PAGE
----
There is an article in House Beautiful from a couple of months ago that addresses the maintainance of stainless steel. The article recommends a wax based aerosol spray called Stainless Steel cleaner/Polish from a company called Ball ( Use it once or twice a week to keep serface clean and free from finger prints as this adds a thin layer of wax.Fingerprints can easily be wiped away. Didn't try it yet, as my kitchen has not been started yet.


clipped on: 02.21.2008 at 06:42 pm    last updated on: 02.21.2008 at 06:45 pm

RE: What's the best stainless steel cleaner? (Follow-Up #3)

posted by: lstevel on 01.25.2008 at 10:50 am in Appliances Forum

After trying many brands previously found here on other SS cleaning threads, I've found one that works well. It is Easy-Off Stainless Steel Cleaner and Polish. The best features I like are ease of application (spray), streak free and no strong chemical smell. Purchased at "Smart & Final".


clipped on: 02.21.2008 at 06:43 pm    last updated on: 02.21.2008 at 06:44 pm

RE: Good places to buy botanical prints? (Follow-Up #9)

posted by: johnmari on 01.09.2008 at 10:07 pm in Home Decorating Forum

You don't need to spend the money for professional framing unless you really want to. I get custom-cut frames and mats online and assemble them myself, which is ridiculously fast and easy (they provide instructions if you need them), and it saves a LOT of money. For wood frames I really like Franken Frames, for metal and composite frames and mats I order from Graphik Dimensions. Both companies offer free sample cuts of frames and mats, which I strongly recommend you order before making your final selection.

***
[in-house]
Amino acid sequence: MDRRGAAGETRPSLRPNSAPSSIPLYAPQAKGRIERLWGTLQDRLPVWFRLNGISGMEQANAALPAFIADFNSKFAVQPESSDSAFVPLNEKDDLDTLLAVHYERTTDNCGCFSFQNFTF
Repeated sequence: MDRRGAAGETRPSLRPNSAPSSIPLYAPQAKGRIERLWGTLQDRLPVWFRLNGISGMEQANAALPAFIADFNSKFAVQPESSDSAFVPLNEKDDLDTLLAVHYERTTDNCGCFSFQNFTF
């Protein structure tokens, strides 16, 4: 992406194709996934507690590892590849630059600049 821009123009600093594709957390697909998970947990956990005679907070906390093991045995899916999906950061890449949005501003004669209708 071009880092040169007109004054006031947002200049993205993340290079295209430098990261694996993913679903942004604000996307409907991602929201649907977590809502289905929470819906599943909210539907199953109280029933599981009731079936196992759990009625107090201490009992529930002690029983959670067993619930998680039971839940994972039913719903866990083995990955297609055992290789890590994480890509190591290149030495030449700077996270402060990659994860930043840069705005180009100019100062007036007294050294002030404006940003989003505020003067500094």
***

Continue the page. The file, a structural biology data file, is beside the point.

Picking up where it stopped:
As for the prints themselves, I've been very happy with purchases from Global Gallery. (They're having a 35%-off sale until 1/14, too.) Their prints are nice quality IMO, not "posterish".


clipped on: 02.16.2008 at 02:09 pm    last updated on: 02.16.2008 at 02:09 pm

RE: Cleaning old wood furniture (Follow-Up #6)

posted by: cattknap on 02.03.2008 at 04:32 pm in Home Decorating Forum

I have lots of antique mahogany furniture - I posted this process several years ago on HGTV Decorating forum and lots of people have tried it and had wonderful results - there was a recent thread with pictures.

1. Wash piece with Murphy's Oil Soap, thoroughly dry

2. Use finest grit steel wool and rub in the direction
of the grain of the wood - you will be removing
old wax not the finish. Go over every inch of the
wood with fine steel wool until you feel you have
gotten the old dirty wax off.

3. Wash again with Murphy's Oil Soap & let dry.

4. This is the most amazing of the steps - Use
Howard's Restor-a-Finish in Mahogany stain on
your piece - it will transform the wood.
Follow directions on the can. It will fill in
water stains and other imperfections - the patina
of the old wood will be intact, and your piece
will just glow.

5. Use Howards Feed N' Wax as a final step following
directions on the bottle.

I guarantee you will be amazed by who well this regimen works. Make sure you don't wax your furniture more than a couple times a year - otherwise, you end up building up wax and dirt. Just dust and buff lightly with a soft, dry cloth.

Here is a picture of a really horrible old chest I bought years ago - the wood was completely dead and dull looking - it was filthy and my husband could not understand why I bought it....after following the process listed above, here is how it turned out.


Good luck!


clipped on: 02.14.2008 at 06:34 pm    last updated on: 02.14.2008 at 06:34 pm